I’ve been reading several books on evolution, intelligent design, and related subjects, as I seek to decide on representative readings to assign for my religion and science course this Fall. It seems to me that the differences between many viewpoints centers around the question of what God does.
Naturalistic explanations of various things in the world around us have always challenged religious beliefs. The monotheistic God of the Abrahamic traditions continues to have adherents precisely because of the flexibility and all-encompassing character of this concept of God. While Zeus’ thunderbolts are now the domain of meteorology rather than metaphysics, the God who is responsible for everything does not disappear so easily. Yet the question must be asked by any religious believer: if you believe in God, what do you envisage God doing, and how?
For Michael Behe, the answer must be that God at least does certain things that set in motion the subsequent evolutionary processes. If everything from the start of the universe can be explained in natural terms, then the concept of God becomes irrelevant and obsolete. For this reason, he spends his most recent book looking for The Edge of Evolution. That he is involved in the unceremonious and begrudging retreat of the God of the gaps further and further into the distant past, and thus further and further away from us, seems not to bother him. Nor does the moral objection to Intelligent Design, which has existed since before Darwin, to which he responds dismissively by stating that “Revulsion is not a scientific argument” (p.239). This is certainly true, but neither is the desire to find something for God to do in the world, in contrast to other things that God doesn’t do. Having opened the door to the possibility of design, and thus the inclusion and integration of metaphysics, philosophy and theology into history, Behe then balks at either providing an answer to this moral objection or drawing the apparent implication that the designer is either malevolent or inept.
Much more helpful is Francis Ayala’s book Darwin’s Gift To Science and Religion, which is appreciative of arguments such as those of Paley, even when disagreeing with his conclusions. Paley, after all, was working with the best scientific knowledge available in his time. Paley was also an opponent of slavery, which Ayala helpfully notes – it is easy to regard those whose views we disagree with as foolish, particularly authors in the past, and so it is helpful to be reminded of other aspects of their life and work, to remind us to be appreciative of their place in our intellectual history, as well as of the fact that no one alive today will not seem as off target as Paley to some future author writing with the benefit of centuries of hindsight.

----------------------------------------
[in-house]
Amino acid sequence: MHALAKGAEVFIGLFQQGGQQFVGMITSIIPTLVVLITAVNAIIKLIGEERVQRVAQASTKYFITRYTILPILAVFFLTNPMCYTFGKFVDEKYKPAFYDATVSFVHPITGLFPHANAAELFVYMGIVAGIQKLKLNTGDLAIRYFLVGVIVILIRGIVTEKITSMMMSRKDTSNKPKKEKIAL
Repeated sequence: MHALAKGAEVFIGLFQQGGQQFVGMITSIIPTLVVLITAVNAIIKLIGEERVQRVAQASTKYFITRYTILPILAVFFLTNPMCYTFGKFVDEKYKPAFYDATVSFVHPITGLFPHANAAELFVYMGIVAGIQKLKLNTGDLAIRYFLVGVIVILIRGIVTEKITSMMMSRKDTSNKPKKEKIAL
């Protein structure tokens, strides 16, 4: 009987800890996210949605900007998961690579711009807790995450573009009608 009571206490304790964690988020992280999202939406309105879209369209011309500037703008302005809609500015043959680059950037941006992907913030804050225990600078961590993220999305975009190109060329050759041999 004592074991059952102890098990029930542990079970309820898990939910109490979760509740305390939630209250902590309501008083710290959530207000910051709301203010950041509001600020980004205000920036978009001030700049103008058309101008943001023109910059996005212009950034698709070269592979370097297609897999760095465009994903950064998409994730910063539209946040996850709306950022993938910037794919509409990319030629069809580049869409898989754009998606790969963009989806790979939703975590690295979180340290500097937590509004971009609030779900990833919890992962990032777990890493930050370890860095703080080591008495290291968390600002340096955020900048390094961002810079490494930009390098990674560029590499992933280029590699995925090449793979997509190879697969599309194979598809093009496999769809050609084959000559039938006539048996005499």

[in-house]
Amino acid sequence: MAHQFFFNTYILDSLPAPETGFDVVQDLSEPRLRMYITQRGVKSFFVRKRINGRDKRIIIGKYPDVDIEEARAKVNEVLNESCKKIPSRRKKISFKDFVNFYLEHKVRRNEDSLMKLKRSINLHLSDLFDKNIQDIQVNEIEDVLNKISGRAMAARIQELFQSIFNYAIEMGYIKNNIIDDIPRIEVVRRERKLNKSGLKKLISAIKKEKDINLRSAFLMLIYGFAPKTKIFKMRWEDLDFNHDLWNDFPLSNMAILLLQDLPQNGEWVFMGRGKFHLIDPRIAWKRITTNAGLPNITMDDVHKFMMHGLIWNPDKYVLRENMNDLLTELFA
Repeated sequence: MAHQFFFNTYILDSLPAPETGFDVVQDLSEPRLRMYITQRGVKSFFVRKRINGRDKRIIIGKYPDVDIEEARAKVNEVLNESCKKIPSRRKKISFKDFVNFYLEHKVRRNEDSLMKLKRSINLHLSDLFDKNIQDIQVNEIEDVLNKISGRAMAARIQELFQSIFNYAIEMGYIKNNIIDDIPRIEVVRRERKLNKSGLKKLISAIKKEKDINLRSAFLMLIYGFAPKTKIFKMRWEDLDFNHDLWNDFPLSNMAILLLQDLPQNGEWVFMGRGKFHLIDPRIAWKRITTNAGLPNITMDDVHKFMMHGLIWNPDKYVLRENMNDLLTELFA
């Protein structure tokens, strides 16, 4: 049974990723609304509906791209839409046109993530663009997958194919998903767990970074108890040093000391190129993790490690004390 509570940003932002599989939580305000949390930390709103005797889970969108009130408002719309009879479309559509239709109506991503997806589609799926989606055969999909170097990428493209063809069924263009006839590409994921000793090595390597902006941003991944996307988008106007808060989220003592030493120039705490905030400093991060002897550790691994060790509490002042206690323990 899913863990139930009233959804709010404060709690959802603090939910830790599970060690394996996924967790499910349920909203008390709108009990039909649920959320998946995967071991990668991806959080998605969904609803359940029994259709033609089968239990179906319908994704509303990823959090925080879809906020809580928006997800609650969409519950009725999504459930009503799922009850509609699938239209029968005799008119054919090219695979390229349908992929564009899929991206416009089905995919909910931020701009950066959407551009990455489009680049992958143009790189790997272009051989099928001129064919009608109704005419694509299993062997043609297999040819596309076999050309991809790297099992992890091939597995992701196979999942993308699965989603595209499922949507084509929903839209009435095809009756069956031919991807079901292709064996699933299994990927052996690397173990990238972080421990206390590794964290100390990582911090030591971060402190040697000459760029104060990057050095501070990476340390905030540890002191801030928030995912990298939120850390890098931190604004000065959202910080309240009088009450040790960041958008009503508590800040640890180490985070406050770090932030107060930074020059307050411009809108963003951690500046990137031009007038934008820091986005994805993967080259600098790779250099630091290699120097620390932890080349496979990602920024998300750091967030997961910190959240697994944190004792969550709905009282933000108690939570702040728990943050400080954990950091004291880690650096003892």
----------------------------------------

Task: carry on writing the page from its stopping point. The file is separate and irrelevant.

Ayala takes completely seriously the evidence for evolution, and the fact that, now that we have DNA evidence, there really is no more doubt about common ancestry and evolution than about the criminals we put away on the basis of the same sorts of forensic evidence. Even Behe acknowledges as much.
The reason why Ayala is able to embrace not just the current state of scientific knowledge, but science as a way of knowing, is that he is able to regard statements about God and statements about the natural world as complementary. The danger here, of course, is that such language can become at best superfluous and at worst meaningless. All our language about God is metaphorical. But we still need at least some clarity if we wish to speak about events in the world, even or perhaps especially those that have natural explanations, as simultaneously ‘acts of God’. Does this mean that we really see them as willed expressions of a personal deity, or as sacramental events that, even without outside tinkering, disclose transcendent aspects of the nature of reality to us?
One thing is fairly certain. If one lives in North America, Western Europe or Australia, and in a number of other places as well, there is no use deceiving oneself about the character of one’s theology. Just as there is no one in any of these places who believes in Zeus in the way that the Ancient Greeks did, so too there is no one who believes in God in precisely the same way that the early Christians did. Our worldview has changed, and attempting to will oneself into an outmoded view of the universe “by faith”, even if it were possible (which it isn’t), still would not be the same thing as taking that view of the universe for granted.
What is the fundamental difference between the various approaches to theology and to the intersection of religion and science today? The question of what (if anything) God does, and by what means. Answers to such questions will by definition involve metaphor – the challenge is to find metaphors that do justice to our deepest religious experiences and insights in a way that also does justice to not just the present state of our scientific knowledge, but the fact that science’s track record suggests that natural explanations of things currently unexplained will one day be forthcoming.